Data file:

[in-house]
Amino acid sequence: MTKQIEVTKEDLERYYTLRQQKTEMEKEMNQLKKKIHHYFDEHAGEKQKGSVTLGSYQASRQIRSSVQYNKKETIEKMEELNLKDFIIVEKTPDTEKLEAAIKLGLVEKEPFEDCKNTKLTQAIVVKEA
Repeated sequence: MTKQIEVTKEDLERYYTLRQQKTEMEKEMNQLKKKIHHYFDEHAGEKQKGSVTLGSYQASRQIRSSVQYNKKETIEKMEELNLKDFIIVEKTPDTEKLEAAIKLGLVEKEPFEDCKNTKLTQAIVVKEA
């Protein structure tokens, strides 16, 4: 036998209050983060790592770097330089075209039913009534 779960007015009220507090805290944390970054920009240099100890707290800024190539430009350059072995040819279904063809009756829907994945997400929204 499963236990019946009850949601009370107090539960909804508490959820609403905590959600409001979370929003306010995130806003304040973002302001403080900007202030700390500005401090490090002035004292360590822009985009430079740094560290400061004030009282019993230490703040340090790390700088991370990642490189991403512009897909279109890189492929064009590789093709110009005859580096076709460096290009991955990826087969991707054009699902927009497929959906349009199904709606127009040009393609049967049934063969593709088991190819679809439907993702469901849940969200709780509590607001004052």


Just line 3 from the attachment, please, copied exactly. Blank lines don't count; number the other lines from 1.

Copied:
Repeated sequence: MTKQIEVTKEDLERYYTLRQQKTEMEKEMNQLKKKIHHYFDEHAGEKQKGSVTLGSYQASRQIRSSVQYNKKETIEKMEELNLKDFIIVEKTPDTEKLEAAIKLGLVEKEPFEDCKNTKLTQAIVVKEA